**Default models** are a category of models that assess the likelihood of default by an obligor. They differ from credit scoring models in two ways:

- Credit scoring is usually (but not always) applied to smaller credits—individuals or small businesses. Default models are applied more to larger credits—corporations or sovereigns.
- Credit scoring models are largely statistical, regressing instances of default against various risk indicators, such as an obligor’s income, home renter/owner status, etc. Default models directly model the default process, and are typically calibrated to market variables, such as the obligor’s stock price or the credit spread on its bonds.

Default models find many applications within financial institutions. They are used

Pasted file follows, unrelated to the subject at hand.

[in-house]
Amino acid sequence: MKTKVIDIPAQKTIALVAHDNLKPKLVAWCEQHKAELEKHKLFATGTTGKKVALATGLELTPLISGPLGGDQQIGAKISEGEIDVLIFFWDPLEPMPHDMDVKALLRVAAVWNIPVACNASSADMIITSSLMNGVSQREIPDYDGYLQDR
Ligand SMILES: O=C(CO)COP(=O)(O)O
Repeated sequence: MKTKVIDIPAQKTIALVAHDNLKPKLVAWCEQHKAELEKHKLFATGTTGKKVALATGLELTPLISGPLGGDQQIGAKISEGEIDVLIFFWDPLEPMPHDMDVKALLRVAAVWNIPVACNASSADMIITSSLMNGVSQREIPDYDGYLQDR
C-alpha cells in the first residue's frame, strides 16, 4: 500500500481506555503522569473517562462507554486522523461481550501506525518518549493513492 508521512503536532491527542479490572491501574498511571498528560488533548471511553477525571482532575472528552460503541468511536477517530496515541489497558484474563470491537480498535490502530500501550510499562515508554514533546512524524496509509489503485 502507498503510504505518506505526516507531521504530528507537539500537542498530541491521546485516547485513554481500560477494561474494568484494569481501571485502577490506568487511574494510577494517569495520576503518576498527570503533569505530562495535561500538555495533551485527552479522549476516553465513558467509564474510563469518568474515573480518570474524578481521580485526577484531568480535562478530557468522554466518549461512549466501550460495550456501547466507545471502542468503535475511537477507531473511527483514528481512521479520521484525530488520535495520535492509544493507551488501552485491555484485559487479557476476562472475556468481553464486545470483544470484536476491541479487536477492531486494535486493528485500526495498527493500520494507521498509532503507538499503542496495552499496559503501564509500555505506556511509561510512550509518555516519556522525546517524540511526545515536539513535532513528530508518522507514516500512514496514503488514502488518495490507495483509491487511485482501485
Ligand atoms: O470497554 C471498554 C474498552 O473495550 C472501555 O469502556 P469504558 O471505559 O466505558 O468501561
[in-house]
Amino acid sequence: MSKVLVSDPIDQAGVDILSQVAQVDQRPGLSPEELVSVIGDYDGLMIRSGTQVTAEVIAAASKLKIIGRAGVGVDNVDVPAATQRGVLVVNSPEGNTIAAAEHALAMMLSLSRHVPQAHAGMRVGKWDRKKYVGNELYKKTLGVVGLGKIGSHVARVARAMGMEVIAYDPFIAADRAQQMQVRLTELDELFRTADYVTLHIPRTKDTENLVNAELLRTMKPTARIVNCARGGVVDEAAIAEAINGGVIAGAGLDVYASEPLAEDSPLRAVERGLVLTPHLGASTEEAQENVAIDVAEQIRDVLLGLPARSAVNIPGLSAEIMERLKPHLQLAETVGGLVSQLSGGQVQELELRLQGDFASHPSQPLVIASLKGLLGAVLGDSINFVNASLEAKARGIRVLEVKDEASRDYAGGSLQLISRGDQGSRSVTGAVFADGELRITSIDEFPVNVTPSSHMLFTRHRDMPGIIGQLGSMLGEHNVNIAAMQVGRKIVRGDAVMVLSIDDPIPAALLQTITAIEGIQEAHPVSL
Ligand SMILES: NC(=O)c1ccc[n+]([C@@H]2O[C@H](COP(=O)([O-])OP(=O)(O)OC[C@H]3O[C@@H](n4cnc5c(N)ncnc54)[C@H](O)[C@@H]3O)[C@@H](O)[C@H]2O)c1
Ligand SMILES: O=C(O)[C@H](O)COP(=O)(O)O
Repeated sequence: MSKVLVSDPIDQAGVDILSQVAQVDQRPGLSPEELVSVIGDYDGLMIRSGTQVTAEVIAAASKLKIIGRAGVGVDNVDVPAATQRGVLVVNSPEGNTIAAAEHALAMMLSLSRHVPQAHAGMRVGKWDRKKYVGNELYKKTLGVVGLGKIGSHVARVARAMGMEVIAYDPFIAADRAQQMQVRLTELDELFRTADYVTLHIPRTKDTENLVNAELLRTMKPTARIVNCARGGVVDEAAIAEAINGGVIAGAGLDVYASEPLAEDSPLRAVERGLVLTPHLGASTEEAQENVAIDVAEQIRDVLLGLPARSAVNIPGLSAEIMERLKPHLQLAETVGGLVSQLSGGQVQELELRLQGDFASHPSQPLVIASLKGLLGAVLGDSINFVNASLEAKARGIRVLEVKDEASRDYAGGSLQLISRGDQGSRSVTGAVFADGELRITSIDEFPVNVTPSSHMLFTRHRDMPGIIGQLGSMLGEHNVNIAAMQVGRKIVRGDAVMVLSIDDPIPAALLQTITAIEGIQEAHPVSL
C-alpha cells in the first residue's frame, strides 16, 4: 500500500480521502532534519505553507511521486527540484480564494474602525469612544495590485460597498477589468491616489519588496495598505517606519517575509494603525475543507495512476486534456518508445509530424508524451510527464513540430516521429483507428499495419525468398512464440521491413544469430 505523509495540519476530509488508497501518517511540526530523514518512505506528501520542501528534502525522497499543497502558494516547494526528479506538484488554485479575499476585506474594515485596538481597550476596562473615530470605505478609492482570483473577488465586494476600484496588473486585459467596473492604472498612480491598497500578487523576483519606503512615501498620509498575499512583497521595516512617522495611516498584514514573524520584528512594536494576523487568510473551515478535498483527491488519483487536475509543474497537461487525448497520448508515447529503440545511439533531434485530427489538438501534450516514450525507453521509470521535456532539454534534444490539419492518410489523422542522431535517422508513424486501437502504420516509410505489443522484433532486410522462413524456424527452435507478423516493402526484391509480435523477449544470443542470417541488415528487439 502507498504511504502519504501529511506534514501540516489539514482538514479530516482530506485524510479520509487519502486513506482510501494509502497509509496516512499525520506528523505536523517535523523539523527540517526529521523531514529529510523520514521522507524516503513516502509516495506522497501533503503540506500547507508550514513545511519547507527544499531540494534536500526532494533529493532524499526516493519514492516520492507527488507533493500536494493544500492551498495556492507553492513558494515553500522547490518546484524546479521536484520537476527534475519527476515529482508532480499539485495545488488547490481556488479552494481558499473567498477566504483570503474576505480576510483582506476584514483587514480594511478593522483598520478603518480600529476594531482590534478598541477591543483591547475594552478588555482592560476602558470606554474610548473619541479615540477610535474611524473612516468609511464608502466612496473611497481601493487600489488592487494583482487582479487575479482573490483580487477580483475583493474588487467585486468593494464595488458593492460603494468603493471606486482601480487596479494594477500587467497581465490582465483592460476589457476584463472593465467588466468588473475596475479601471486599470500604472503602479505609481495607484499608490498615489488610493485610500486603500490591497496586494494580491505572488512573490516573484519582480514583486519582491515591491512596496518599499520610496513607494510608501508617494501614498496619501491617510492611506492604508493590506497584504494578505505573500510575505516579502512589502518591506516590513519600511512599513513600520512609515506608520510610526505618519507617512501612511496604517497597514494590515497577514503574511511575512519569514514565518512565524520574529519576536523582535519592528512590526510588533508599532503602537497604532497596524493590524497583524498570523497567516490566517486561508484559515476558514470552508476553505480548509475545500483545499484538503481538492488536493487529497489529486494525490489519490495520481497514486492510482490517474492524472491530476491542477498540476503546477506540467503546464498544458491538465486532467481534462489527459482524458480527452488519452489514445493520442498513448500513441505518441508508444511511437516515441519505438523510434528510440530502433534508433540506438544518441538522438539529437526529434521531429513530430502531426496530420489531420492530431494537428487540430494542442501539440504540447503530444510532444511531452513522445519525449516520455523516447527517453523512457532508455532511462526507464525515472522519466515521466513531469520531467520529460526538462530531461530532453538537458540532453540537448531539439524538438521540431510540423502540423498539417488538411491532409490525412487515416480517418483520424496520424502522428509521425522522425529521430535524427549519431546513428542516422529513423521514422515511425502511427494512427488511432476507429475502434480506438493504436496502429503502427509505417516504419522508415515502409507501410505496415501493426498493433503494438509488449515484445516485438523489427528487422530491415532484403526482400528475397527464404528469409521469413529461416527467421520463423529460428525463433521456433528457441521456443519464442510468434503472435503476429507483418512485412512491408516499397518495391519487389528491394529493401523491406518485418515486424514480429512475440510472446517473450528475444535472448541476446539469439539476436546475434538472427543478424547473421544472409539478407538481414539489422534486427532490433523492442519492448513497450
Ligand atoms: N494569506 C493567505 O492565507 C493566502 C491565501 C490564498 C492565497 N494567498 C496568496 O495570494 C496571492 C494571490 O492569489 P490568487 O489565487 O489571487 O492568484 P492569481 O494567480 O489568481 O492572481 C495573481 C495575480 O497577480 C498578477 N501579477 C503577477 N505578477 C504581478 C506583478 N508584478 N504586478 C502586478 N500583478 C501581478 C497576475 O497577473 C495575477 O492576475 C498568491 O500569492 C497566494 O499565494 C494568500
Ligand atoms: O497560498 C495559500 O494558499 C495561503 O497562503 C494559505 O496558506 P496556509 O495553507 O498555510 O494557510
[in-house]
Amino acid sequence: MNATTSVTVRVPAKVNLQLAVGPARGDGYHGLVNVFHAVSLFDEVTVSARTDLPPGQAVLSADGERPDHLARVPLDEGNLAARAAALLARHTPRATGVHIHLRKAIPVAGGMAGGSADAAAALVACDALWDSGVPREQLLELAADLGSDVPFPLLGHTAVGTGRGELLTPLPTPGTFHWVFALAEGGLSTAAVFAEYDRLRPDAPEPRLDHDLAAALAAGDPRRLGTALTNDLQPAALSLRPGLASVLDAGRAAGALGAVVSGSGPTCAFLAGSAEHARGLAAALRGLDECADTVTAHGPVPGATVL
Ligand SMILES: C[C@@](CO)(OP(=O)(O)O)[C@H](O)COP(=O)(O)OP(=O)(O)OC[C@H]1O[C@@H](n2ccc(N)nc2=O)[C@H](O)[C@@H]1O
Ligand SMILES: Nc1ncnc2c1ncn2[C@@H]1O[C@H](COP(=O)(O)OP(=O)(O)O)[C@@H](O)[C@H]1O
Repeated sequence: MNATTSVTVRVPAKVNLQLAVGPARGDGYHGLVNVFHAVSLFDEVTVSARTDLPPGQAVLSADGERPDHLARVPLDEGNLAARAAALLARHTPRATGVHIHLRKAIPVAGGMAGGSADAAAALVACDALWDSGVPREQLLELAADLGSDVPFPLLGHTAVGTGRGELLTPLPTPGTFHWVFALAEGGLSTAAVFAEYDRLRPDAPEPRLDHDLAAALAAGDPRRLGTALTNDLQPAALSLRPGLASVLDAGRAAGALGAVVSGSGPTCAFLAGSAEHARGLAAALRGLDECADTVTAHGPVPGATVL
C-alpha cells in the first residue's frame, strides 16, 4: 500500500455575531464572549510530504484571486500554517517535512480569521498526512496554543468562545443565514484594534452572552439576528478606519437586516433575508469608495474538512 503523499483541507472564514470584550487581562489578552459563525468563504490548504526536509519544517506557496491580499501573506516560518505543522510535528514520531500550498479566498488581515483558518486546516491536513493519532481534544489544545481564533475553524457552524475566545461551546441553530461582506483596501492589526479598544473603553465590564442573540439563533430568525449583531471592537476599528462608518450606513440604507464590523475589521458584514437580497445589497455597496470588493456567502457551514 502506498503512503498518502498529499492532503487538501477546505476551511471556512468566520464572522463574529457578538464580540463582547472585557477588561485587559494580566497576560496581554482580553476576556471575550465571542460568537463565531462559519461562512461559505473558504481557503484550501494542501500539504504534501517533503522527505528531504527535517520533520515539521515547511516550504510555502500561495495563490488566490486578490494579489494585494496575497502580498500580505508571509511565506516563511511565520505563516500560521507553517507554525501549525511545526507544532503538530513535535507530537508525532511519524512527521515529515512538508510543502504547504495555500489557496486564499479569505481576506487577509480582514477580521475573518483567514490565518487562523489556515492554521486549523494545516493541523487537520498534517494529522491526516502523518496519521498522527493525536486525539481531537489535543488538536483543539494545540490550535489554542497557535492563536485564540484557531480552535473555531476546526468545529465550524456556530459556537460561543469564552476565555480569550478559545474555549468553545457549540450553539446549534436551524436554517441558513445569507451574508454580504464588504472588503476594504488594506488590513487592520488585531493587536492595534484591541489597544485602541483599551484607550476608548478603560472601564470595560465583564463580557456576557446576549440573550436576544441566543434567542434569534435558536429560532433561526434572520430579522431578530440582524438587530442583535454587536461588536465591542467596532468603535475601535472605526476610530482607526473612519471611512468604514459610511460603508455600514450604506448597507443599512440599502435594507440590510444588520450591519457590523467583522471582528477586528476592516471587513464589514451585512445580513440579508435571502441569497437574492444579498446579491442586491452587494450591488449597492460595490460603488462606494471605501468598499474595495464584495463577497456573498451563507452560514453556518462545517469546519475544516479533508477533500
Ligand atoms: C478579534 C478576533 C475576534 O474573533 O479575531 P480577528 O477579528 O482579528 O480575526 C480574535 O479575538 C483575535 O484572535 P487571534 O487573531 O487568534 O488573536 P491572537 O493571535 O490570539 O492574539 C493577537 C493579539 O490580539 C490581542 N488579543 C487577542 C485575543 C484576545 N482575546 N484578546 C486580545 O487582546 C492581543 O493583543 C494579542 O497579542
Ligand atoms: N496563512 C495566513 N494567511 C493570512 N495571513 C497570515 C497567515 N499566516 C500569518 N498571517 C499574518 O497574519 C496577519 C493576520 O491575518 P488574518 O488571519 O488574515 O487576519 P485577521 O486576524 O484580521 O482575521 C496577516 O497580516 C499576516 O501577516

- to support or supplant credit analysis;
- to calculate utilization of counterparty credit risk limits;
- to extend standard financial engineering techniques to value credit derivatives or other credit sensitive instruments.

Default models may be integrated with some sort of correlation model to facilitate modeling the credit risk of portfolios with exposures to multiple obligors. Such extensions of default models—called portfolio credit risk models—can be used

- to calculate utilization of industry, country or portfolio credit risk limits;
- to price collateralized debt obligations (CDOs) or other securitizations;
- to support capital calculations.